More businesses are semigrating to Cape Town

 ·18 Feb 2023

Cape Town is seeing a boom in business semigration as businesses look for reliable service delivery.

Brent Townes, Commercial Property Chief Operating Officer for Lew Geffen Sotheby’s International Realty, said that semigration is not only driving the relocation of families but also businesses as Cape Town sees increased demand for business premises.

Townes looked at an FNB report which dealt with key drivers for sales and movements in the South African commercial property market.

“According to the report, the primary reason for moving premises in the fourth quarter of 2022 was financial constraints (31.68%) which doesn’t come as a surprise; however, what is notable is that the second most commonly cited reason was to relocate to an area with more reliable utilities and municipal services (23.10%),” Townes said.

In 2019 and 2020, the number of sellers relocating premises for better service delivery was between 9% and 12%; however, by mid-2022, the percentage spiked to 24.2% – with a marginal drop in the fourth quarter.

On a national level, moves for bigger/better premises (22.10%), closer access to markets (22.00%), better transport access (18.40%), and downscaling (3.70%) followed the need for reliable service delivery.

An Auditor-General report said that only 41 of South Africa’s 257 municipalities received clean audits, with many not spending enough on critical infrastructure maintenance.

With 22 of the 41 municipalities with clean audits being in Western Cape, Townes said that further migration of businesses to the Western Cape could be expected.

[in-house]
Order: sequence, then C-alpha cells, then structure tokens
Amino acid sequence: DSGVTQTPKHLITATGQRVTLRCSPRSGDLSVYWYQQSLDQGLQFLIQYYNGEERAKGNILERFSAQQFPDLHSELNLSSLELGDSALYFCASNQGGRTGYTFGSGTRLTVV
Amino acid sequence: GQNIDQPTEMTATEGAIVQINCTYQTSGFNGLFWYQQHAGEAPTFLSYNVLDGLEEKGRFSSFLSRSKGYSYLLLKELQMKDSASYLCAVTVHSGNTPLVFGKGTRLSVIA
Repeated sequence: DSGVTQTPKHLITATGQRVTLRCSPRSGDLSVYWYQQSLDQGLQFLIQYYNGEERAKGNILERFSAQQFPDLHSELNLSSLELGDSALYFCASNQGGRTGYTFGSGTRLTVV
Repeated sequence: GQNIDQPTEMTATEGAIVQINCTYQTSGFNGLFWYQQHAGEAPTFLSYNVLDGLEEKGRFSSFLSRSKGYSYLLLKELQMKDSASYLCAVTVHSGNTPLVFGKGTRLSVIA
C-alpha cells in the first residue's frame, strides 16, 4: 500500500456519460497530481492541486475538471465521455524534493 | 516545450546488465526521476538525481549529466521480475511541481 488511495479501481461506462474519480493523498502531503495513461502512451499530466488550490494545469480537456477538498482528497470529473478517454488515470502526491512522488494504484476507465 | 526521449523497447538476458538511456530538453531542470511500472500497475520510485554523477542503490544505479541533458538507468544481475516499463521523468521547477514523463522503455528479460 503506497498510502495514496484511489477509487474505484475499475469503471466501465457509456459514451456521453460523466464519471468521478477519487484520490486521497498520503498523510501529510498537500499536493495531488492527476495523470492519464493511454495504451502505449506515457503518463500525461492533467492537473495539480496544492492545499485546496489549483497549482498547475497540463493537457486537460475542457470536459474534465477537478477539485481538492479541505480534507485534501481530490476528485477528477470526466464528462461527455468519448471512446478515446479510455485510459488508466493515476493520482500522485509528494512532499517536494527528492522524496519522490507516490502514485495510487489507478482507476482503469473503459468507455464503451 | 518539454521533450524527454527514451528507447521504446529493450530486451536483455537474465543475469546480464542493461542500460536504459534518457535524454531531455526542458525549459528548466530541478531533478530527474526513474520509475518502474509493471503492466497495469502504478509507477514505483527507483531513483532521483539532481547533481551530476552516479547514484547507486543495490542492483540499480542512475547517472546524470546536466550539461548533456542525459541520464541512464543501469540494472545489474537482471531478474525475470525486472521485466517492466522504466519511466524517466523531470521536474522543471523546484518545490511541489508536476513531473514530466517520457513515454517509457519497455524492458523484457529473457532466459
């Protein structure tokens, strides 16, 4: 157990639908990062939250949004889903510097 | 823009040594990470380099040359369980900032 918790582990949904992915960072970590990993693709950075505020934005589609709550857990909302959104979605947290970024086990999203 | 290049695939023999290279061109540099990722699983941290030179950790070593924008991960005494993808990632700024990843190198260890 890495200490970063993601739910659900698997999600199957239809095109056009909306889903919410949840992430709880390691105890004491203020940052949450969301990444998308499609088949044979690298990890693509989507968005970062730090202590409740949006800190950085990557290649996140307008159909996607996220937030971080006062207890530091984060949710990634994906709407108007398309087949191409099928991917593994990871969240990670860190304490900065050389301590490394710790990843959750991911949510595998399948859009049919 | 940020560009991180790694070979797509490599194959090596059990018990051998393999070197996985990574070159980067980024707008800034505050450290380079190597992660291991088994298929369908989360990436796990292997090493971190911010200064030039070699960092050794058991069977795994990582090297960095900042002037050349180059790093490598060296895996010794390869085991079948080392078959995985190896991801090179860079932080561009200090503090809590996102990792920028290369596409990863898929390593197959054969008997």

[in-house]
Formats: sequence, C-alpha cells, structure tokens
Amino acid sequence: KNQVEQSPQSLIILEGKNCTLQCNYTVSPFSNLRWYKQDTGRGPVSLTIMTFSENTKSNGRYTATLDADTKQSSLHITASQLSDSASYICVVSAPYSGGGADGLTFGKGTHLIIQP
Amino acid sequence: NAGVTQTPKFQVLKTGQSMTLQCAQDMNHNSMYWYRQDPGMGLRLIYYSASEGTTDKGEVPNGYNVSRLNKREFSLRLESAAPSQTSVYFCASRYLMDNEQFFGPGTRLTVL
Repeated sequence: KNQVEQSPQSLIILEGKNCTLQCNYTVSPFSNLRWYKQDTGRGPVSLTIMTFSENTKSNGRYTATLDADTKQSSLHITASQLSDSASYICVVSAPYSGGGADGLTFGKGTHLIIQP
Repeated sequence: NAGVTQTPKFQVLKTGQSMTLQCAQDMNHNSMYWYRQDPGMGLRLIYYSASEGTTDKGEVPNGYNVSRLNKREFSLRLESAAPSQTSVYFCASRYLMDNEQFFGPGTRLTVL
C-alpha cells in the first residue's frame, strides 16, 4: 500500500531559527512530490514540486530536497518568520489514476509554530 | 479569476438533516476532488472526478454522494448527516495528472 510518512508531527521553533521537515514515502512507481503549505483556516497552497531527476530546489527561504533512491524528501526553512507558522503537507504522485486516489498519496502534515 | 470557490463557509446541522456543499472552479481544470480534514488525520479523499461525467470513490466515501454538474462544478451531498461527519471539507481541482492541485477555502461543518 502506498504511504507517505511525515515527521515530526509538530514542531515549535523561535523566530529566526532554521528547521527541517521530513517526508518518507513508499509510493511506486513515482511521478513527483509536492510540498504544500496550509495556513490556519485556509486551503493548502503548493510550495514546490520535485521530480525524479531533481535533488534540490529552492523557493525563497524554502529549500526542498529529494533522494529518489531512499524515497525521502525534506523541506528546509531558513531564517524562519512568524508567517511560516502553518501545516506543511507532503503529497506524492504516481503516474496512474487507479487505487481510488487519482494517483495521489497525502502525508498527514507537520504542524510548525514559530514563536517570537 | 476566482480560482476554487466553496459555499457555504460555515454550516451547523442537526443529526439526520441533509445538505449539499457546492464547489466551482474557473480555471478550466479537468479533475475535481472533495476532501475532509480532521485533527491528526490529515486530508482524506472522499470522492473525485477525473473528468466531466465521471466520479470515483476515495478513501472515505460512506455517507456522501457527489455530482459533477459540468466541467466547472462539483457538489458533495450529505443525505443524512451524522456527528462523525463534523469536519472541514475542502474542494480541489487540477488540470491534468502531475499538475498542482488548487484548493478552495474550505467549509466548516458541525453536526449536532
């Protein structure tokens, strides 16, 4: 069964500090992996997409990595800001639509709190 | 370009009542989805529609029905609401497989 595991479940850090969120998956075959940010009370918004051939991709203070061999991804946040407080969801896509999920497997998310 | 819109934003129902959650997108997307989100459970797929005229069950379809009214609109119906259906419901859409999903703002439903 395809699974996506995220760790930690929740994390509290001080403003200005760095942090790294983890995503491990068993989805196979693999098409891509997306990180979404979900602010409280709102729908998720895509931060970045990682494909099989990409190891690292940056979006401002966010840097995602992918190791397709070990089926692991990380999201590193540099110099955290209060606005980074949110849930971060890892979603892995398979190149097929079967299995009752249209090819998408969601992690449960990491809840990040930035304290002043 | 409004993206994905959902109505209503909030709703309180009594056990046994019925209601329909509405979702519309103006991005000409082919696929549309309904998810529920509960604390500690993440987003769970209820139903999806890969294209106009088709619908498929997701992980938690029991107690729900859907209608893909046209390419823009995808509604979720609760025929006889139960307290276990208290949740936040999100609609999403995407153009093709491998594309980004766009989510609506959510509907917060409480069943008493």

In addition, Cape Town’s lessened load shedding is also attractive for businesses.

“Cape Town not only has a high service delivery rating, but it also experiences less loadshedding than the rest of the country and, with the local government on track with their scheme for commercial property owners to supply own solar-generated power back to the local grid,” Townes said.

Cape Town experiences less load shedding due to the production of hydroelectricity at the Steenbras Dam.

The electricity outlook also looks positive, with the implementation of tax breaks on solar and Koeberg being brought back online in the next twelve months.

Moreover, the motivation to sell due to financial pressures is lower in Cape Town compared to inland metros – 19.9% as opposed to the low 30%s of upcountry cities.

Cape Town also sees moving for better or bigger premises and improved transport access as two of the main motivations for selling.

However, businesses looking to upgrade their premises in sought-after central areas or for transport logistics face a large problem – there is little stock available as owner-occupier buildings are usually tightly held.

There is also no available space for development in and around the city. For exports, the airport and harbour are also already congested.

“This has led to new development on the Northern and Western Suburbs, which is ongoing with rapid expansion on the N7 logistics corridor and as far up the coast as Saldanha, where South Africa’s first free port is being developed,” Townes said.

The desire to move for improved service delivery is ranked fifth place for Cape Town – it is ranked second on a national level, meaning that businesses in Cape Town feel they have greater access to services.

Read: Good news for Cape Town property owners

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